a. Cancellation of reservation must be made in writing to avoid any misunderstanding. If the company receives notice to cancel 30 days or more before the date of departure, a minimum administrative fee of RM100.00 or 10% of the tour deposit (whichever is lower) per person will be levied.
b. If notice of the cancellation is received 29 days or less before the date of departure the following charges will apply:
c. 15 – 29 working days before the date of departure = 50% of deposit
8 – 14 working days before the date of departure = 20% of FULL COST
3 – 7 working days before the date of departure = 40% of FULL COST
2 working days or less before the date of departure = 100% of FULL COST
Feed the elephants – The elephant food are obtained from the eco-garden. Feeding the elephants is a great way to bond with the elephants and learning about their behaviour.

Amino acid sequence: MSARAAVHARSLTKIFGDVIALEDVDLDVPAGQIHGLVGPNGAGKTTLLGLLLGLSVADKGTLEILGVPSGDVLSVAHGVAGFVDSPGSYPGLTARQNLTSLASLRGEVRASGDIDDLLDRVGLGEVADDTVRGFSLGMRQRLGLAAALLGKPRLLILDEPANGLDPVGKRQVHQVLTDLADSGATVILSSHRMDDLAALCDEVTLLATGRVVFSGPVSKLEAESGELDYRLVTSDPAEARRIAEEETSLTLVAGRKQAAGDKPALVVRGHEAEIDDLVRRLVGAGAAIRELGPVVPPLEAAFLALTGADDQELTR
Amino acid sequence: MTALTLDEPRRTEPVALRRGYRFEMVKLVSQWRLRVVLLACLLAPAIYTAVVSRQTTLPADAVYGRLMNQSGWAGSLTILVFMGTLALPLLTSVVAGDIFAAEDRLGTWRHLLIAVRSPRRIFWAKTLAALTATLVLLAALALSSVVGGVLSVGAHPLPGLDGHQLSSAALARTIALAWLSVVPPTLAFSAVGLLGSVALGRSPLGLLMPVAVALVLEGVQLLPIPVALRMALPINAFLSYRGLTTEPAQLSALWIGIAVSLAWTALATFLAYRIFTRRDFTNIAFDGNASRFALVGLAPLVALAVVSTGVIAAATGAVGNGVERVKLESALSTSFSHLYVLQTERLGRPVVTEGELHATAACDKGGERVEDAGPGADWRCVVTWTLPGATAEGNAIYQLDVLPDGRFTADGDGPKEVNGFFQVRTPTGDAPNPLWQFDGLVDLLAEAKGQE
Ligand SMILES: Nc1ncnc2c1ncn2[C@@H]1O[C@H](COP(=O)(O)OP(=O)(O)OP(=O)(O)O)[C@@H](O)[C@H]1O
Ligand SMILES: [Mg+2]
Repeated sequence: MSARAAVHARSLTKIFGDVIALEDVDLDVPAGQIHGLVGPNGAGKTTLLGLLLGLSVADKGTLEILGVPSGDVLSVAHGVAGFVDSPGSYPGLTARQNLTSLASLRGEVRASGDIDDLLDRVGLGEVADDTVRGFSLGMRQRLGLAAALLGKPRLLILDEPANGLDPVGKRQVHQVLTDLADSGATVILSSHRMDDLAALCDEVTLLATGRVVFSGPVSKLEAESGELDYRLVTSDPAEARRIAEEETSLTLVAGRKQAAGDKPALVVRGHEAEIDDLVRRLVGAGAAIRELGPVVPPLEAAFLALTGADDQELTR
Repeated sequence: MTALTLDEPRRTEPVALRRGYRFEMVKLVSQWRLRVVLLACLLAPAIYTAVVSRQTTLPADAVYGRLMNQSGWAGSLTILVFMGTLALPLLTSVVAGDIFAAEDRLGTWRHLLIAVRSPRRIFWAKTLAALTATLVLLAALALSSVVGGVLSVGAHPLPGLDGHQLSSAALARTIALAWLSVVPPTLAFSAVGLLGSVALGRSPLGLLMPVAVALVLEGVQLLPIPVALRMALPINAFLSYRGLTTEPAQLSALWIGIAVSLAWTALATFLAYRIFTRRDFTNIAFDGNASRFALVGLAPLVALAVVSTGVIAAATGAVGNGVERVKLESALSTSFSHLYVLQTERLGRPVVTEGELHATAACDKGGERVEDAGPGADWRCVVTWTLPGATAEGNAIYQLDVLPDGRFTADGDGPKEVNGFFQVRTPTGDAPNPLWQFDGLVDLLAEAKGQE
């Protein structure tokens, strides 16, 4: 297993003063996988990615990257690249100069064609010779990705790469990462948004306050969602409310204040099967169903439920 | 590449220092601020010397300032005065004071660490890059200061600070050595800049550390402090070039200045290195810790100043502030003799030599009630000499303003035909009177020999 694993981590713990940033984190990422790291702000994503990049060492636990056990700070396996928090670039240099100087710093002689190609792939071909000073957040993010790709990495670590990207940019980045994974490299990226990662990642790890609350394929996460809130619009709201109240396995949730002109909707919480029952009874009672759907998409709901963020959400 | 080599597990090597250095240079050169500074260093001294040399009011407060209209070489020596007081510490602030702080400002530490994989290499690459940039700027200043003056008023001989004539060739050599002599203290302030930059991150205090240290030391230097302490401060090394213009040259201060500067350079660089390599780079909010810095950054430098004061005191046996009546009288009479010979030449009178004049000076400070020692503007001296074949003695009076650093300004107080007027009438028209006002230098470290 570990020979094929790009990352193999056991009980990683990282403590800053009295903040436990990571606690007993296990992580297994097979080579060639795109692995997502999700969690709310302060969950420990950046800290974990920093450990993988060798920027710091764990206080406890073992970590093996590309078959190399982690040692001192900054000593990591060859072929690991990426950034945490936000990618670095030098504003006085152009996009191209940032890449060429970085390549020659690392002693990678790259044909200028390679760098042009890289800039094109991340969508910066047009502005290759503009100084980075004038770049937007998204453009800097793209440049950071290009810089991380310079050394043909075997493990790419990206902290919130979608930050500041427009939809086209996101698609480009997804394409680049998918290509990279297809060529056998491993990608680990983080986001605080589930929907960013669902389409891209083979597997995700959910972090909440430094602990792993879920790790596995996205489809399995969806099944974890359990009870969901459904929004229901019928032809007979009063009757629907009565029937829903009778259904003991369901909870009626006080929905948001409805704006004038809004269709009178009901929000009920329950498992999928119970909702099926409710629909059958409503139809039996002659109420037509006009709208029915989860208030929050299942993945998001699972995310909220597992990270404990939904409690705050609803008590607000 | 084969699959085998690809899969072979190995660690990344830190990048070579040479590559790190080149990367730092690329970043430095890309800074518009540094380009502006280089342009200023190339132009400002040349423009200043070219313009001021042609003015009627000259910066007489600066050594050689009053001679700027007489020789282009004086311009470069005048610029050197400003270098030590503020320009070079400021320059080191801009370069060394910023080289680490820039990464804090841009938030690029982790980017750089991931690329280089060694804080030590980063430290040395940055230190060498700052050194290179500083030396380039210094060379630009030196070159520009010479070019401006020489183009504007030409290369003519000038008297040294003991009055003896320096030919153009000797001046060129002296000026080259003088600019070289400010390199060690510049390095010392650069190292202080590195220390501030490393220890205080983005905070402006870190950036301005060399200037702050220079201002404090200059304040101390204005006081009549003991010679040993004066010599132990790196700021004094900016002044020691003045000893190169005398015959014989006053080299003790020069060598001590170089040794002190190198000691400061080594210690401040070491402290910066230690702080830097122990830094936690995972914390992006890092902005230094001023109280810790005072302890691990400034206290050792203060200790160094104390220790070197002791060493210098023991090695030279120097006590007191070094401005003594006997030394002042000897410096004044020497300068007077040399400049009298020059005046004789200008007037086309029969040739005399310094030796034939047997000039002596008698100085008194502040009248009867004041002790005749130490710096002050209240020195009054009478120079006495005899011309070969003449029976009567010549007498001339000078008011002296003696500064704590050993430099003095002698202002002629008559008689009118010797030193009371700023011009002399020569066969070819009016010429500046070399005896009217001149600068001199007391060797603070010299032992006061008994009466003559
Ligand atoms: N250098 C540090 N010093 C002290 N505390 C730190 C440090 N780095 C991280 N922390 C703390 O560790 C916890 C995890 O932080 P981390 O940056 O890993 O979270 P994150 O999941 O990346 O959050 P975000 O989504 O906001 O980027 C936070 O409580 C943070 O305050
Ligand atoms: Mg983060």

Maintain cleanliness of the elephants & its enclosures – Even though volunteers need to get their hands dirty for this activity, it is very important to keep the elephants and their enclosures clean as it lowers the chances of the elephants from falling ill.
Creating enrichment games – Enrichment encompasses a variety of items or activities designed to encourage the natural behaviors of animals living in captivity. Objects with hidden food, sounds and/or scents compel the animals to explore with their senses and natural instincts, while benefiting from important physical and mental stimulation that enhances their health and well being.
Maintain the eco garden – Most of the elephant food are obtained from the eco garden thus volunteers are required to help maintain the garden.
Teach English to the community – Through these English classes, volunteers will have to create fun & interactive lesson plans for the children in the local school. We hope that through these classes, the children will be able to learn more about animal conservation & environmental issues.
Learn to cook Sri Lankan dishes & explore the local environment – During volunteers free time, volunteers are free to explore and learn about the Sri Lankan culture & traditions.